2) Chimiothérapie : la chimiothérapie initiale est une polychimiothérapie.
3) Radiothérapie : non indiquée sur ce type de cancers. La combinaison radiothérapie-chimiothérapie, très utile sur d’autres cancers, ne l’est pas sur les cancers ovariens.
4) Surveillance : elle a pour but la détection précoce d’une récidive chez les femmes en rémission complète apparente, et l’évaluation de l’efficacité des traitements utilisés. Le dosage du CA125 est extrêmement important : après intervention pour exérèse d’une tumeur de l’ovaire, il est primordial de doser le CA125 à partir du 5° jour, délai qui semble correspondre à la demi-vie du marqueur. La non-normalisation doit faire craindre une tumeur résiduelle, même si la normalisation ne permet pas d’exclure la persistance d’un tissu tumoral : selon les centres, environ 15% des malades doivent être réopérées après une chirurgie initiale imparfaite.
L’augmentation au décours de la récidive est très précoce, et précède le diagnostic clinique de plusieurs mois : il est souhaitable de doser le CA125 tous les 3 mois la première année, puis tous les 6 mois..
Une augmentation du CA125 impose de mettre en évidence la récidive, par échographie, et immunoscintigraphie.

En pratique, dépistage du cancer ovarien :
le dépistage précoce de ces tumeurs augmente la survie des malades.
-toutes les femmes (risque de 1,4%) doivent bénéficier d’un examen gynécologique tous les ans;
-en cas de syndrome de cancer ovarien héréditaire (risque de 40%), chaque année on doit effectuer l’examen clinique, le dosage des marqueurs tumoraux et l’échographie pelvienne.
et l’utilisation des marqueurs tumoraux, progrès indispensable pour détection des cancers ovariens et de leurs récidives :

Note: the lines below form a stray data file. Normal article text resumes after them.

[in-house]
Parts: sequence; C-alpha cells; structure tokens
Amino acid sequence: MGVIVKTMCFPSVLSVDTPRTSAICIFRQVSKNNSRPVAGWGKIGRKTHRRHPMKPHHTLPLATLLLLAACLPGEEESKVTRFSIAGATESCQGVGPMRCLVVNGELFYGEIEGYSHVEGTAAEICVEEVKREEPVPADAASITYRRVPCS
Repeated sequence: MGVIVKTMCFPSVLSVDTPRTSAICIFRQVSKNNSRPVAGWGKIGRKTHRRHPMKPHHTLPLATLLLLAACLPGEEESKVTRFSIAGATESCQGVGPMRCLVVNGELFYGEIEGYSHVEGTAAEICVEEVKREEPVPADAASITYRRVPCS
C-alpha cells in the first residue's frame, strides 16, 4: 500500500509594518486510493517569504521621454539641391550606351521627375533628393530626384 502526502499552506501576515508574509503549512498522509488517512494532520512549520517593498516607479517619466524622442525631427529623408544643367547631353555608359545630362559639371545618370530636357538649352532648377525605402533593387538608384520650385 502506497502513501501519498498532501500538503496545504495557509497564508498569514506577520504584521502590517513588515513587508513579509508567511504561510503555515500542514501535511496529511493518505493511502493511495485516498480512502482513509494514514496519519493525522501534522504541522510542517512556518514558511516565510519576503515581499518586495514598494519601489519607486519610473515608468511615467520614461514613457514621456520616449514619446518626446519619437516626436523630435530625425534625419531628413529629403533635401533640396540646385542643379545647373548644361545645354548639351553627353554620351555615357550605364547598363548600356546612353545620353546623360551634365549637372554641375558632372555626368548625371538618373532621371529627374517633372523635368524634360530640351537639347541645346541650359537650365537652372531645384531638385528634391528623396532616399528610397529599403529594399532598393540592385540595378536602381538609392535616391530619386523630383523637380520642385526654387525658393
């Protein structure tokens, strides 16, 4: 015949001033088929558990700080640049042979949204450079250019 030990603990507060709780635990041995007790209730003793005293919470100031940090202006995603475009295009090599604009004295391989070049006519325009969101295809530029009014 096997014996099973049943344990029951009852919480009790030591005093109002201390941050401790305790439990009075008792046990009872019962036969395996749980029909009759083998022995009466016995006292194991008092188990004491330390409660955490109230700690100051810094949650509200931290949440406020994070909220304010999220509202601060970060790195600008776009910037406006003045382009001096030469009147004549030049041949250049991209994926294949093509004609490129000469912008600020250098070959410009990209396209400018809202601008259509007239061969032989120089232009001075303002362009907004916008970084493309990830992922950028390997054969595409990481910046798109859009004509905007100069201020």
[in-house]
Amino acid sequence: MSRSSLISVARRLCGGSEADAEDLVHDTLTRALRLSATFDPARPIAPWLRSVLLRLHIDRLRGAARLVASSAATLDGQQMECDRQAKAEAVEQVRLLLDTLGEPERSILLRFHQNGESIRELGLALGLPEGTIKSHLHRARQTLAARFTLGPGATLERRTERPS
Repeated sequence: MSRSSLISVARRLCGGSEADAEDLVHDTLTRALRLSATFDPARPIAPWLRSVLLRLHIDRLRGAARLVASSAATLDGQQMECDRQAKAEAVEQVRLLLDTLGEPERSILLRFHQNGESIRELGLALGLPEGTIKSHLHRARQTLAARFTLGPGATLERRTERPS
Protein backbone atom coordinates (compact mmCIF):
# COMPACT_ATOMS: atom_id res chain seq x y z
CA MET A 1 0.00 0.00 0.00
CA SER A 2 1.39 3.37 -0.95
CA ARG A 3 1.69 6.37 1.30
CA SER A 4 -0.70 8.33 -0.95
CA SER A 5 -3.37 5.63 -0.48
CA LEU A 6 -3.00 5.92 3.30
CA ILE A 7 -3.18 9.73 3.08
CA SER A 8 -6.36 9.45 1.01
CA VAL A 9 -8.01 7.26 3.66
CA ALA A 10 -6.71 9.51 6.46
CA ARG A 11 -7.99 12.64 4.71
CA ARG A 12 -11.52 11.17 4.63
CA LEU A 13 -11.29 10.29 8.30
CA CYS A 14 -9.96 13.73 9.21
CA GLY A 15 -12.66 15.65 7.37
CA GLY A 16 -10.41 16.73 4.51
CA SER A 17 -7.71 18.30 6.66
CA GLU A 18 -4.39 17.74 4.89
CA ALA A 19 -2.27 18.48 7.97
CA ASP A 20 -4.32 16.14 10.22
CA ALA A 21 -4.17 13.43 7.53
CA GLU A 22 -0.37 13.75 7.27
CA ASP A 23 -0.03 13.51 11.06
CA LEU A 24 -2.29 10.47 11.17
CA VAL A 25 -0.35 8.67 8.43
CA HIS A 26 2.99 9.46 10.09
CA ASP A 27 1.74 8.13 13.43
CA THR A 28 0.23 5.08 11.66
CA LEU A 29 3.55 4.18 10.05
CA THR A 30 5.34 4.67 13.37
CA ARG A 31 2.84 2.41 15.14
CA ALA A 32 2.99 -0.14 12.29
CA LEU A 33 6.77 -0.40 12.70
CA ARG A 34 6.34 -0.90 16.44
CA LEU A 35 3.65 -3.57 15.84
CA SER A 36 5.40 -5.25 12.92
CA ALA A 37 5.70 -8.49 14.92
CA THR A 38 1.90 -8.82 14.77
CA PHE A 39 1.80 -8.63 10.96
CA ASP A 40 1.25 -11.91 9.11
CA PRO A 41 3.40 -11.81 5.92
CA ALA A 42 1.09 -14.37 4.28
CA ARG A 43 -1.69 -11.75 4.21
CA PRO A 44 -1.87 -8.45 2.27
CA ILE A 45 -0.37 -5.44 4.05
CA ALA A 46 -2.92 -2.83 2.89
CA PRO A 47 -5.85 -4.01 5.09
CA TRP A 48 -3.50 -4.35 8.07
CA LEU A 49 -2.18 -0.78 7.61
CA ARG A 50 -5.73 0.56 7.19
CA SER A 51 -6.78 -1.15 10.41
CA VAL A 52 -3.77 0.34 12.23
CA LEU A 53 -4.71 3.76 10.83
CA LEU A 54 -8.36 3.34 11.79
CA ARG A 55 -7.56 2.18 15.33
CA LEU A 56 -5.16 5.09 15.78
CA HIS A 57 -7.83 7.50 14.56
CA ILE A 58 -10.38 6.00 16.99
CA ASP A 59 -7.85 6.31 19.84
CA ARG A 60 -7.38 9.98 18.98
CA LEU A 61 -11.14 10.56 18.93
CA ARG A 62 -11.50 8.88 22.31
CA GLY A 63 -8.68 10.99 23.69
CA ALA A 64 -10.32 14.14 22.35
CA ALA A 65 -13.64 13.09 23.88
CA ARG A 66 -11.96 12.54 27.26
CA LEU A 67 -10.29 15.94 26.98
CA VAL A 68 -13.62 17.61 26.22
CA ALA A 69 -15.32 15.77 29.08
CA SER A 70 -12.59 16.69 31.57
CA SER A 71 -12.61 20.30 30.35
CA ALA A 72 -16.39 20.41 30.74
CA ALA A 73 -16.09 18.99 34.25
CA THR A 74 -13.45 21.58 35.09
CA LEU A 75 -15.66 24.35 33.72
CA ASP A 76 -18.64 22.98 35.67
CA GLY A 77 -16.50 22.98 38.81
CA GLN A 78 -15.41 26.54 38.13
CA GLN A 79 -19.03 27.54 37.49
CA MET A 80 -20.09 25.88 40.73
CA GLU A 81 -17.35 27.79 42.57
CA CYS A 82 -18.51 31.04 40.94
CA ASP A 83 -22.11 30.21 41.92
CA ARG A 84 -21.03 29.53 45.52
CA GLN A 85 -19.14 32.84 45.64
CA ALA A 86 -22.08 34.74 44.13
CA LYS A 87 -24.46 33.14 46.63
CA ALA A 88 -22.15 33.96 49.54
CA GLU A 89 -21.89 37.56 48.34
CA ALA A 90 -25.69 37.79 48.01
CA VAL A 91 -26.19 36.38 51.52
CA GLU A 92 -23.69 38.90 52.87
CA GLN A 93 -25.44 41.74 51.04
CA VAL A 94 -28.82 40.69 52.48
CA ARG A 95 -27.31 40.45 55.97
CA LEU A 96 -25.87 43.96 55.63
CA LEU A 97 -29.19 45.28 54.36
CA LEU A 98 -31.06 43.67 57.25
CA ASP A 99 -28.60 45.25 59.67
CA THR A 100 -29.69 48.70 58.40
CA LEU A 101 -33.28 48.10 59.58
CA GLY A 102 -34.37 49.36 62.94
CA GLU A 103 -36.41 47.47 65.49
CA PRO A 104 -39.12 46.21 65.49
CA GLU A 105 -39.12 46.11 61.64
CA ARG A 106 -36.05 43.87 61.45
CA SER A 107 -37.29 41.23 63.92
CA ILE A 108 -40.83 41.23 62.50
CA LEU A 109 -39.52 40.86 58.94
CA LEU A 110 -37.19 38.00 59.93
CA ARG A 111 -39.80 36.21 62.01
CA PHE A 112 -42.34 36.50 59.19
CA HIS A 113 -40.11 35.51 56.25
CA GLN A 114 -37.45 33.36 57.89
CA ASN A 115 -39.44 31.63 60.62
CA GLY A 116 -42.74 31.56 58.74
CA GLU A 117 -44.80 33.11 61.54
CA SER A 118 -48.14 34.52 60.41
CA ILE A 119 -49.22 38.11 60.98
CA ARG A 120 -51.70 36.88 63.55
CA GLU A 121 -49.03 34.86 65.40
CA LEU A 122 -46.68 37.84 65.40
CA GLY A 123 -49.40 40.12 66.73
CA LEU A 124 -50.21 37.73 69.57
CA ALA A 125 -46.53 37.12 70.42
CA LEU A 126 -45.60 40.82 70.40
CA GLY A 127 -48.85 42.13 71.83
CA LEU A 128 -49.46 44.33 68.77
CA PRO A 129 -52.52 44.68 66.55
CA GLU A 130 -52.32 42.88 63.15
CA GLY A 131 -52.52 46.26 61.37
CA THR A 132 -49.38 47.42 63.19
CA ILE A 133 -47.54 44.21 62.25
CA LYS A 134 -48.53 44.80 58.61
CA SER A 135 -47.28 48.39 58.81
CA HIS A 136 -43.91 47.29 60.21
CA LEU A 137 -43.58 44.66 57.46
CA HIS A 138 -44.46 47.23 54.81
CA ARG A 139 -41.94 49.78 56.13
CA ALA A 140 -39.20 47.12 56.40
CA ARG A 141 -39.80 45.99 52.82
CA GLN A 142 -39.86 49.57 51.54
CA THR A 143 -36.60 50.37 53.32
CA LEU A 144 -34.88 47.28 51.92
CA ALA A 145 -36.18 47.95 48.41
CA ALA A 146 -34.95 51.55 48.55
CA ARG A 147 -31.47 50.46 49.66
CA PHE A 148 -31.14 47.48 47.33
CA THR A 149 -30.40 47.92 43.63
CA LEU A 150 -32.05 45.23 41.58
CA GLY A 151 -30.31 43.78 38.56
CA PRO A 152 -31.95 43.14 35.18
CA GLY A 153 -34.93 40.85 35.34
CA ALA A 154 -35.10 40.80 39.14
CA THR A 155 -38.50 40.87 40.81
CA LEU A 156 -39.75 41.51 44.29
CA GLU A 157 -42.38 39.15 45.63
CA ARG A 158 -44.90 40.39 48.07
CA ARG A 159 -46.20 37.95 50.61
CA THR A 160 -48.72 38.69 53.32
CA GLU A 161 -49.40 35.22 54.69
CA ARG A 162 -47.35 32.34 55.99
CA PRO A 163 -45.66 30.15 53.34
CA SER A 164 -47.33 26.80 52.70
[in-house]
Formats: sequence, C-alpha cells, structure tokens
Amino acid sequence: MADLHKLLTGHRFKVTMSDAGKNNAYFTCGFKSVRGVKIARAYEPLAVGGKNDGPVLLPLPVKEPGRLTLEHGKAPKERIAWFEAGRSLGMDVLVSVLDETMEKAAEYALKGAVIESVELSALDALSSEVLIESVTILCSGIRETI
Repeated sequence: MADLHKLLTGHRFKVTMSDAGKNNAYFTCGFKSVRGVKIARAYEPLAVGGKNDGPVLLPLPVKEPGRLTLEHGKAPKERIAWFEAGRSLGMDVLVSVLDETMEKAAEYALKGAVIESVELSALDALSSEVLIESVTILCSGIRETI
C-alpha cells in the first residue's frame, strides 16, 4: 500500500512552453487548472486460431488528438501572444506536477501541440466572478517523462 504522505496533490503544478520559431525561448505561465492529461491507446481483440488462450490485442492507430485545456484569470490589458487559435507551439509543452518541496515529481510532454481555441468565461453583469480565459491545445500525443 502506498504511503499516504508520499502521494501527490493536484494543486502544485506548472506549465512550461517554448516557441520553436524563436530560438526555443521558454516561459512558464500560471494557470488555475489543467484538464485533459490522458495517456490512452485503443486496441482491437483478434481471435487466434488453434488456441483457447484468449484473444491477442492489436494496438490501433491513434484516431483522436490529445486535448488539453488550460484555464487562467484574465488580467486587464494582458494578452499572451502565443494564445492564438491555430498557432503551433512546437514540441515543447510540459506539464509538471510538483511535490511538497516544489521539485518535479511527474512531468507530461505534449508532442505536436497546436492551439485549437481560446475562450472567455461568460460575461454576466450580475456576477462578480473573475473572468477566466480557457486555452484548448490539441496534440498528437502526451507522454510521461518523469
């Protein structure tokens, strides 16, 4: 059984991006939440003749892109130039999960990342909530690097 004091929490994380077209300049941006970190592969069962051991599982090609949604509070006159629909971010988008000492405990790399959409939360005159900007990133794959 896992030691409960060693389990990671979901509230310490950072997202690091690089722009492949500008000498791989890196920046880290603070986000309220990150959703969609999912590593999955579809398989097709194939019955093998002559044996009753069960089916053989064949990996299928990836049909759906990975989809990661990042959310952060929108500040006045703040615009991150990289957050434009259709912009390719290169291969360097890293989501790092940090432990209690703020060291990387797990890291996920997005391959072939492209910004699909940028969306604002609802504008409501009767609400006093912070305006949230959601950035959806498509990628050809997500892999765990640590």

pour les cancers de l’ovaire, on doit utiliser OBLIGATOIREMENT le CA125, couplé à l’ACE, et, mieux, aux CA 19-9, AFP et BHCG.
La stratégie la plus efficace comprend:
1) ultrafast EBT body scanner, l'EBT étant supérieure au spiral CT scanner à cause de sa dose très faible de radiations, telle que pratiquée par nos partenaires :
-"Colorado Heart & Body Imaging", CO, Denver, USA, www.coloradoheart.com,
-"Lifescore", CA, San Diego, USA, www.lifescore.com,
-and the "Monaco Life Check Center", Monaco, www.monacolifecheck.com, l'EBT combinant faibles rayonnements, rapidité très élevée, haute résolution permettant d'obtenir des clichés uniques de tête, cou, poitrine et abdomen;
2) et examen sanguin : cancer check-up Cancersafe®test.


Un témoignage éloquent... :

THIS IS A MUST TO READ TO THE END P L E A S E!
An Eye Opener on Ovarian Cancer
I hope you all take the time to read this and pass it on to all you
can. Send this to the women in your life that you care about.
Years ago, Gilda Radner died of ovarian cancer. Her symptoms were
inconclusive, and she was treated for everything under the sun until it
was too late. This blood test finally identified her illness but alas,
too late. She wrote a book to heighten awareness Gene Wilder is her widower.

KATHY'S STORY: this is the story of Kathy West
As all of you know, I have Primary Peritoneal Cancer. This cancer has